1. Using a sublimation printer, you print the design you want on a special type of paper called sublimation or heat transfer paper.
  2. You take the paper with the design and fix it onto the item.
  3. You run the product through a heat press to transfer the design from the paper to the item so that the dye is now integrated into the material.

Quality and Longevity

Two important criteria that HTV and sublimation differ in are the way the final product looks after printing and the amount of time the design stays in top condition.

This can be attributed to the mechanism by which the design is transferred to the item in each method.

HTV

In HTV printing, the design is added on top of the product instead of being integrated into the material. It’s pretty much like sticking a layer of plastic over the item.

When you touch the design after it’s been printed, it’s going to be soft but also slightly raised with the edges physically distinct from the rest of the product.

HTV prints are decently colored but not as vibrant as sublimation prints. Additionally, HTV prints are prone to cracking, fading, or peeling over time.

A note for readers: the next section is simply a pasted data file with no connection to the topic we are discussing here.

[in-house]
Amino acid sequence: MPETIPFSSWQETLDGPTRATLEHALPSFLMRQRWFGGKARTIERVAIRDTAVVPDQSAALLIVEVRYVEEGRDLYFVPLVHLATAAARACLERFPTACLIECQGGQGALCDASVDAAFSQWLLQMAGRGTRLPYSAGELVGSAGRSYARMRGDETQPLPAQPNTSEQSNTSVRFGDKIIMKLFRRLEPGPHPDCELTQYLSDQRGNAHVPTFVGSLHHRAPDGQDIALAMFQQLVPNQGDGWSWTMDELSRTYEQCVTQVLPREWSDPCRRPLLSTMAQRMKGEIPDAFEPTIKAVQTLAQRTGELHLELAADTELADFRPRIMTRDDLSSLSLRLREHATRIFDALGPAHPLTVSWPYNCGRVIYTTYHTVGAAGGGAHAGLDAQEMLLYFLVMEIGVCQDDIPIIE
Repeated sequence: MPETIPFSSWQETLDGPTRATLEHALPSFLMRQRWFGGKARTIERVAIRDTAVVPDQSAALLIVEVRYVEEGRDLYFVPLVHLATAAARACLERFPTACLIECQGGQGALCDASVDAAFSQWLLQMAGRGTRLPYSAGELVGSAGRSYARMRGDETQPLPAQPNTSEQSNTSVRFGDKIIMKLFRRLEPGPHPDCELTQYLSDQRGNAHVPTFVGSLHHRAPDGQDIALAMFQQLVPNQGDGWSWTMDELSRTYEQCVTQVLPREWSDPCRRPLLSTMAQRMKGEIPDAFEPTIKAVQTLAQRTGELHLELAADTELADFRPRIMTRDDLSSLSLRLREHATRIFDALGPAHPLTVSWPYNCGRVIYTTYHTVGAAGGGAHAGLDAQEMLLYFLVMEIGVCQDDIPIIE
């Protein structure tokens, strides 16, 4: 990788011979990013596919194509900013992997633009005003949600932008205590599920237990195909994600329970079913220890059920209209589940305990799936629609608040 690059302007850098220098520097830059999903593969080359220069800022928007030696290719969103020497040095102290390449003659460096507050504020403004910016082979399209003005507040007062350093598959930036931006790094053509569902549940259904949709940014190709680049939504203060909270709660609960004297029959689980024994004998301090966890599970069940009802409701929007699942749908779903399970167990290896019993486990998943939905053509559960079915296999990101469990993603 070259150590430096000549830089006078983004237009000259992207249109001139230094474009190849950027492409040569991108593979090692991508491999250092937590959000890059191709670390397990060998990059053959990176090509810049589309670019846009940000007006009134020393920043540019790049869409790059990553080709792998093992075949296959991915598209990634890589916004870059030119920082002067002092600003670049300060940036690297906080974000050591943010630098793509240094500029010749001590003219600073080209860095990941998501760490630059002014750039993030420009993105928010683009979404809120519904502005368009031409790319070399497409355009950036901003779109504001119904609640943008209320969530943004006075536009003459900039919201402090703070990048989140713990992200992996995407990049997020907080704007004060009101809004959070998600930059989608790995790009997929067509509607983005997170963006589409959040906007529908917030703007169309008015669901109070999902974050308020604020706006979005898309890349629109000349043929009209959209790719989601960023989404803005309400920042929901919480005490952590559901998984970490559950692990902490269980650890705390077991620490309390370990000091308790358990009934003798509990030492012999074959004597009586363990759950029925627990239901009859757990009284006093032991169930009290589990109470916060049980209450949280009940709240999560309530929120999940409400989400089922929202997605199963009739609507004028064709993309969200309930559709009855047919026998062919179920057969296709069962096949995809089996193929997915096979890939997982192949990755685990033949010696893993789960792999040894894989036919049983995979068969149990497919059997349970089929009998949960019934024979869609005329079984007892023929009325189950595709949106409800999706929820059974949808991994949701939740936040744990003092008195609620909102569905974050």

Sublimation

Since sublimation relies on a chemical process that infuses the design with the fabric/material of the product, it causes the design to literally become part of the item.

This eliminates any layering or raising. It also means you won’t be able to feel an edge to the print.

Additionally, this process boosts the durability and longevity of the print, making it nearly immune against peeling, cracking, and fading with use.

Materials and Items

Another field of difference is the type of materials and products that each method can print on.

HTV

You can use the HTV method to print on a wide range of materials, probably just as broad as the sublimation method.

However, the issue with HTV is the significant lack of durability compared to sublimation. This limits its application to products that don’t really need to stand the test of time such as mugs, t-shirts, tumblers, and decals.

Sublimation

With sublimation printing, you can produce high-quality and durable designs on dozens upon dozens of materials and items. Depending on the type of product at hand, you’ll need an appropriate heat press to get the job done.

That said, you can effectively use sublimation printing on items such as ceramic tiles and frames (home decor products), mousepads, mugs, polyester fabric products (t-shirts, banners, flags, bags, tents, and table covers), non-bendable materials (plastic, glass, fiberglass, and aluminum), as well as shop and building signs.